CHICAGO. As June winds down, graduates of local colleges here are packing up their belongings to move on to the next phase of their lives. “I can’t believe I have so many street signs,” says Jason Reeves, who will become an auditor in training at an accounting firm in July. “I don’t remember stealing most of them.”
But for Tyler Mantz, one of his roommates, the outlook for the future is dim. “What are you going to be doing?” Reeves’ father asks Mantz as he closes up a cardboard box of his son’s belongings.
“I don’t know,” Mantz says. “Something–I guess.”
Mantz is one of the first victims of parental blogging to reach maturity, and is being monitored as part of a longitudinal study at the University of Illinois. “We’re finding that kids who were the subject of allegedly humorous blogs by their parents are having a hard time adjusting to the prospect of adulthood,” says Dr. Tomas Bertelsmyer. “Identity issues, excessive scratching, bed-wetting,” he says as he shakes his head over a computer print-out that is redacted to remove the names of subjects.
Beginning in the early years of the 21st century, when maintaining a “blog”–short for “web log,” shorter for “world wide web log” –became a common practice among self-dramatizing parents, a generation of boys and girls were exposed to public scrutiny as subjects of their parents’ on-line musings with effects that are only now being studied with academic rigor. “A lot of those kids bore the burden of providing cute anecdotes for their parents’ web content,” says Bertelsmyer. “They were known around the world when they were just toddlers–you can imagine how it might crush a young person’s soul, your toilet-training a source of laughs to people in Bangladesh and Australia.”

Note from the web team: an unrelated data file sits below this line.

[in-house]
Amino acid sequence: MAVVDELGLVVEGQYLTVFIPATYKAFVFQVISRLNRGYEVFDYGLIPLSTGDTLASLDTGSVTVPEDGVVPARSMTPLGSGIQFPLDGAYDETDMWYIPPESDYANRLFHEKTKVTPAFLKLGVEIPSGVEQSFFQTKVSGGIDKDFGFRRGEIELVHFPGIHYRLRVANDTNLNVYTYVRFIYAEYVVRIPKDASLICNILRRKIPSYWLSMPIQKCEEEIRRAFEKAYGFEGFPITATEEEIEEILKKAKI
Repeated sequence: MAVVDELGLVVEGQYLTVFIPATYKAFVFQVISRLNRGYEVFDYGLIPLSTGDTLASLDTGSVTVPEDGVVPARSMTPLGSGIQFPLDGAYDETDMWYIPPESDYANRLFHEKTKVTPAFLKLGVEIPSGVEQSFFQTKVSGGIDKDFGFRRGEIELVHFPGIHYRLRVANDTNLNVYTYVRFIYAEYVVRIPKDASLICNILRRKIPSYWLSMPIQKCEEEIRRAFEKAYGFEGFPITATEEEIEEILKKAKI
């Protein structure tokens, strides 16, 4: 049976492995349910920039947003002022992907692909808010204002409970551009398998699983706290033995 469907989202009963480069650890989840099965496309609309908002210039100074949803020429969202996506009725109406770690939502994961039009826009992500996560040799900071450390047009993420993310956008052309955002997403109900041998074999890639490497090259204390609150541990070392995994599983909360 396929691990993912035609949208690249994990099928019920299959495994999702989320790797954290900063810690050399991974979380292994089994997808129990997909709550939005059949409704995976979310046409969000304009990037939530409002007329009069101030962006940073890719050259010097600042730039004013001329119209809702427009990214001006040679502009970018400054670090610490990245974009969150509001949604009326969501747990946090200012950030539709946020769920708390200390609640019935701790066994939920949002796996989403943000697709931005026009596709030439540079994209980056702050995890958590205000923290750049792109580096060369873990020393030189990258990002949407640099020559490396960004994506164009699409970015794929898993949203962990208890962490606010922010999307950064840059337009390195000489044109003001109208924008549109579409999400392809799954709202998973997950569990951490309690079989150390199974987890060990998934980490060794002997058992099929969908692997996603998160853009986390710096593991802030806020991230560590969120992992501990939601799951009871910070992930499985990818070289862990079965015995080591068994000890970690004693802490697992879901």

Psychiatrists are working on a drug “cocktail” they hope can bring relief to the young adults whose psyches are scarred by web publicity, and Mantz’s mother–who divorced his father over his “Those Krazy Kids o’ Mine” blog–signed him up for a clinical trial. “Here sweetie,” she says as she hands him a paper cup of water and a pill, “it’s time for your two o’clock dose.”
Her son looks at the medication, then at his mother, and shrugs his shoulders indifferently. “What’s the point?” he says as he turns his head to the wall. “I’ll never escape my search history.”